“Later this month, the coalition government is expected to announce that it will be introducing shared parental leave and a joint allowance for parents. However, these will not be implemented until October 2015.
The reason for this delay is that we are currently waiting for a formal response from the government on the consultation of these family-friendly laws. After this, it will take significant time to establish and process the new laws, including drafting statutory guidance for employers.
The government is yet to make any formal announcement, but we understand that the proposals under discussion are anticipated to state that mothers only have to take the first fortnight of leave after giving birth for health reasons. After two weeks, either parent can claim parental leave and the joint allowance.
Once up and running, this new system will mark one of the biggest legislative changes to positively impact the progress of gender equality in the workplace. The ability to share childcare responsibility within a family is core to women’s success in the workplace. The prize for getting this right is immense – fathers are involved in their children’s lives right from the beginning and women no longer suffer career penalties for having children. Yet, it is vital that families are supported to make their own choices over how the leave is taken - neither parent should come under pressure to only take the minimum leave.
Too often women come back from maternity leave onto a “mummy track” where a lack of flexibility in job design or the impact of unconscious bias within the workplace means that many women are held back from reaching their full potential. This equates to poor progression and being paid less than male contemporaries. I am always urging businesses to move away from an organisational culture of “presenteeism”, towards true flexibility. The introduction of shared parental leave will lead to greater acceptance and provision of more agile working environments.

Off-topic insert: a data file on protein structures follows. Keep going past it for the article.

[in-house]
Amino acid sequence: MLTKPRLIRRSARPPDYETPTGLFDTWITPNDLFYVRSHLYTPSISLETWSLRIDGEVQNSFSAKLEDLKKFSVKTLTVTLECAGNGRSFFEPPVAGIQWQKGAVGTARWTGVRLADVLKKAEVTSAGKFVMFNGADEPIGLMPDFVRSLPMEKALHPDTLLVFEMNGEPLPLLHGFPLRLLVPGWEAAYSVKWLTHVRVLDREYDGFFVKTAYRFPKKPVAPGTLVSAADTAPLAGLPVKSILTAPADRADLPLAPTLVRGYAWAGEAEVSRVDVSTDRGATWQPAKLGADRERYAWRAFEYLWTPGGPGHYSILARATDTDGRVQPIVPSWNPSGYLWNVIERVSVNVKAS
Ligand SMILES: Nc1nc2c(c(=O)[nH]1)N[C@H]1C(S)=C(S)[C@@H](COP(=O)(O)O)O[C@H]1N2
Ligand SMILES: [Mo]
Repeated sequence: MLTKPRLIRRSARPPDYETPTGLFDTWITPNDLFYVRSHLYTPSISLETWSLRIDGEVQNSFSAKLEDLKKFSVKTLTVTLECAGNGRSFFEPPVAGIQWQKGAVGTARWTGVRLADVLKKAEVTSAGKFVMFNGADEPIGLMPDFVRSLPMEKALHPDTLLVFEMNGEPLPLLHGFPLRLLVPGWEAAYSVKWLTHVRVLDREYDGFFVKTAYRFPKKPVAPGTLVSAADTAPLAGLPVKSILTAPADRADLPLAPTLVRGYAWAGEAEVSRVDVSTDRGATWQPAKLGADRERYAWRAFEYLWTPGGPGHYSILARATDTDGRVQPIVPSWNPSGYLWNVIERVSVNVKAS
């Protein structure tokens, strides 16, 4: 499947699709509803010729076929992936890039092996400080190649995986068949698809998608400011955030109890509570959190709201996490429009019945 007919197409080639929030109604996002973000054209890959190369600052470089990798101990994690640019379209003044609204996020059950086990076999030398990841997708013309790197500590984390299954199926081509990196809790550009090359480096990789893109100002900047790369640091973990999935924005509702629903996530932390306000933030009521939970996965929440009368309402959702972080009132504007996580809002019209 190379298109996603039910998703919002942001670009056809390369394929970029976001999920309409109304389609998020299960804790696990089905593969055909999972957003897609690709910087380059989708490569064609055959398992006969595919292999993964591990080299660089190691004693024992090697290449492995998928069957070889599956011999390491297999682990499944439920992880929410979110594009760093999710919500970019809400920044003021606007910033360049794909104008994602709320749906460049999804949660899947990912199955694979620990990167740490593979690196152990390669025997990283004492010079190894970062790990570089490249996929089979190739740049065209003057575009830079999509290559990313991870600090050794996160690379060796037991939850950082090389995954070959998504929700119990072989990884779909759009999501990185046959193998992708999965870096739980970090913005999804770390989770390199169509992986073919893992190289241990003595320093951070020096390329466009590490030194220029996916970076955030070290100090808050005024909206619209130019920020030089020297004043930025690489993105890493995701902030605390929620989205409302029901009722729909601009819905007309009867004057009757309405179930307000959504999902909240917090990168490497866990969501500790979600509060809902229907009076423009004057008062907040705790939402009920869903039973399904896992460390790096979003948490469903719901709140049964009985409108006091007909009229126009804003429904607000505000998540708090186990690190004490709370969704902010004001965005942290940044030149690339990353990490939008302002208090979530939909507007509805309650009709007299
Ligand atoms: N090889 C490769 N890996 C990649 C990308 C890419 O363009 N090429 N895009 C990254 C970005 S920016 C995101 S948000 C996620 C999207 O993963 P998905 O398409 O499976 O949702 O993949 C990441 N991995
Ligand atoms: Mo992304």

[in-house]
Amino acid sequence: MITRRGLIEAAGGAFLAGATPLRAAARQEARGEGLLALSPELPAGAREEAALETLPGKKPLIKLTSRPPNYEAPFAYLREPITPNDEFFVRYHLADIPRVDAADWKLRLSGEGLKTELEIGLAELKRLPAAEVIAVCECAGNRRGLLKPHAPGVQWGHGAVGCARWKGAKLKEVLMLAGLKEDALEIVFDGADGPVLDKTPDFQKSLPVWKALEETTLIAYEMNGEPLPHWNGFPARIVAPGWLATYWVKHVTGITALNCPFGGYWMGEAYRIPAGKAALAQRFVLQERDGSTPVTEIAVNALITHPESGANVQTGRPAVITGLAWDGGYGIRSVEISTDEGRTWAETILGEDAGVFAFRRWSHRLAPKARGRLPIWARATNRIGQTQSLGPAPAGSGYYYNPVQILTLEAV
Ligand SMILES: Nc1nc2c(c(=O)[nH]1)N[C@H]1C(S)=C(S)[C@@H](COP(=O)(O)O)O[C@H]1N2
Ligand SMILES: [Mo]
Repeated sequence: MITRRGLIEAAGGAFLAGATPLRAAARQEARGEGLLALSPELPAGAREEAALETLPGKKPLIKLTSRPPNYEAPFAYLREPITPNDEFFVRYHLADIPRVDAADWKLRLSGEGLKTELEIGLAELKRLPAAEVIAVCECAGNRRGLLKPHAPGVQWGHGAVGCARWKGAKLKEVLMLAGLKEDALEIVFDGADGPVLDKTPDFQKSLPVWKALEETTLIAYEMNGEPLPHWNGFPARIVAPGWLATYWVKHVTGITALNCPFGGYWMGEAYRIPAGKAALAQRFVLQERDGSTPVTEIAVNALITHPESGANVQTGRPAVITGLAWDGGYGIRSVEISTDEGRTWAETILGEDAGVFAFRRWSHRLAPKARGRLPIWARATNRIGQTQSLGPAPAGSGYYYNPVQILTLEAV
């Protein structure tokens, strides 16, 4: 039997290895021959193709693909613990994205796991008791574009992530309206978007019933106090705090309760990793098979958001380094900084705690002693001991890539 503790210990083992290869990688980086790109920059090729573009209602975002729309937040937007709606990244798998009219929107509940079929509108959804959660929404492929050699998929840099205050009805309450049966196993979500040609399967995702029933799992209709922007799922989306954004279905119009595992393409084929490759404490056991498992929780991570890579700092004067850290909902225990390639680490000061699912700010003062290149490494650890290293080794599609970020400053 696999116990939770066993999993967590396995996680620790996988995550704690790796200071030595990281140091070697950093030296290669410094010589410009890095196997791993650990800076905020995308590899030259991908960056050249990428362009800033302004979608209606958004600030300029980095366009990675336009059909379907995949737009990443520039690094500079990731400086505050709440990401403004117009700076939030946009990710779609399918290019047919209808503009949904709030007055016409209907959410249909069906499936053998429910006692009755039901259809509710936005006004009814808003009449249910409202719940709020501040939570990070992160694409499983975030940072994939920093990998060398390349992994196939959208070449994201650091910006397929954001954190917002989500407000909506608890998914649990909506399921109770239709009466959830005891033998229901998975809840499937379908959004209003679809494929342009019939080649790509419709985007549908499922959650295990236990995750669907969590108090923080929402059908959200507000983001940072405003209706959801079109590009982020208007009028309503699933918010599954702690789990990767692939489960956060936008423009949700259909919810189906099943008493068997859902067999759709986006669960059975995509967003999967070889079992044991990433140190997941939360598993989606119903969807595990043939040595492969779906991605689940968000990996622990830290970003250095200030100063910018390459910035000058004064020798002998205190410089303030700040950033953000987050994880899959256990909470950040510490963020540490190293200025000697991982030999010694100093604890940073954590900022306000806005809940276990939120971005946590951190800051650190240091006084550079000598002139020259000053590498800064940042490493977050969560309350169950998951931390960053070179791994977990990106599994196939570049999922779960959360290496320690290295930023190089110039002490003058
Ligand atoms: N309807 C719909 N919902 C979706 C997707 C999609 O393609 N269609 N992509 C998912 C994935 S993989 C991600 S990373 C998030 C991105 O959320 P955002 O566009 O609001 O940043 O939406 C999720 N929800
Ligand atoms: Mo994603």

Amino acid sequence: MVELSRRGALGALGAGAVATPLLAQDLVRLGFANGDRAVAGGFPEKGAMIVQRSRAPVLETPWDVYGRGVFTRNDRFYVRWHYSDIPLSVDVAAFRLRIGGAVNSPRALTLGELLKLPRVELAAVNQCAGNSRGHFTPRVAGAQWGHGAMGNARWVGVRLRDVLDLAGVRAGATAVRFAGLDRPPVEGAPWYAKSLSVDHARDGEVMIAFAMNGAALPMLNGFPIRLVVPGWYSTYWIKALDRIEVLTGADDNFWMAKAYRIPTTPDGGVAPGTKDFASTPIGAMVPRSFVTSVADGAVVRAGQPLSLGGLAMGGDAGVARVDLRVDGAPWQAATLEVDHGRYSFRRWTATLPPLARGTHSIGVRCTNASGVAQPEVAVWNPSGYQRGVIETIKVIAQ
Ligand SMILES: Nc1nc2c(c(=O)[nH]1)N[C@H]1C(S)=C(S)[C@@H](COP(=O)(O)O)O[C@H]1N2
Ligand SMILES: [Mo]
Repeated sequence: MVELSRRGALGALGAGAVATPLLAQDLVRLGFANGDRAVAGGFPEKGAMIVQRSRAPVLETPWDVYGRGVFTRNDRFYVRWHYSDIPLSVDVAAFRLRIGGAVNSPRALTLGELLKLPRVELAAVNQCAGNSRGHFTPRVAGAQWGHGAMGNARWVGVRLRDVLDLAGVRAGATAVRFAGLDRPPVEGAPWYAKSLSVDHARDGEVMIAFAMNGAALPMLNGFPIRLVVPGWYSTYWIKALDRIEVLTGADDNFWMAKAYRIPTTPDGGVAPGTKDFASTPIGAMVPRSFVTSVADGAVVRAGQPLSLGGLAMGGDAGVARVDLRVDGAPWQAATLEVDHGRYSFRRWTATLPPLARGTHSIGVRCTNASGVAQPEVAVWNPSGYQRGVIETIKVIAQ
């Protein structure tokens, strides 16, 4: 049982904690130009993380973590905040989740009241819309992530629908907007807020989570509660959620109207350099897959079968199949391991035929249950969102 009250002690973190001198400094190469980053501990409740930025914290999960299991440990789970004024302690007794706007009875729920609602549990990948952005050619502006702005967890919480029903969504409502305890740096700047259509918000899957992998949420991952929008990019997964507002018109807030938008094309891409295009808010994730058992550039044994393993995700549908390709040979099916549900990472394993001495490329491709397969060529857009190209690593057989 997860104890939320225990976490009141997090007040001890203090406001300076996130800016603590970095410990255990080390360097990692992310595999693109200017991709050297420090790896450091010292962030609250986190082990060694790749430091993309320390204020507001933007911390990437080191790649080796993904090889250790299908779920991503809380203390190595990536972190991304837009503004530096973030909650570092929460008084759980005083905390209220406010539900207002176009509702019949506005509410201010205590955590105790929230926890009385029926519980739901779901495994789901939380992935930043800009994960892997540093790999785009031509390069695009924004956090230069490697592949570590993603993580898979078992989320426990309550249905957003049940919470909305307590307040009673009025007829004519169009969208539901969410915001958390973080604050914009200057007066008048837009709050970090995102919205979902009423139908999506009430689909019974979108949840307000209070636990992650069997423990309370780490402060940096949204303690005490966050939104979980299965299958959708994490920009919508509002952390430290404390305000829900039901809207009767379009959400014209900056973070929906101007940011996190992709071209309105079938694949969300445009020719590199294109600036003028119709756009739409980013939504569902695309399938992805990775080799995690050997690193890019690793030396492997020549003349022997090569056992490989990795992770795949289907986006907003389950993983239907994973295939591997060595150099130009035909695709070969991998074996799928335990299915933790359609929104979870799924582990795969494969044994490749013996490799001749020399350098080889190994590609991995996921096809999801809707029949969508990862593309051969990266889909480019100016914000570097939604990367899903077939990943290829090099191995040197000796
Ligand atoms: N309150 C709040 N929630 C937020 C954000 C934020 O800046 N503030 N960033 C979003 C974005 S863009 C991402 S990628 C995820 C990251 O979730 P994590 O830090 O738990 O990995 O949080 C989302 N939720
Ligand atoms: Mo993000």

This is a complex piece of legislation and its success will depend on how effectively it is implemented. It has true potential to enable huge strides for women at work, narrow the gender pay gap and build an economy based on the best of UK talent.”
In our latest guidance Changing Gear , we provide10 impactful steps towards a diverse pipeline. Step 9 encourages ‘normalising non-linear career paths, including the support of career breaks and return to work for working mothers. This legislation will certainly support organisations in improving return to work conditions for all working parents.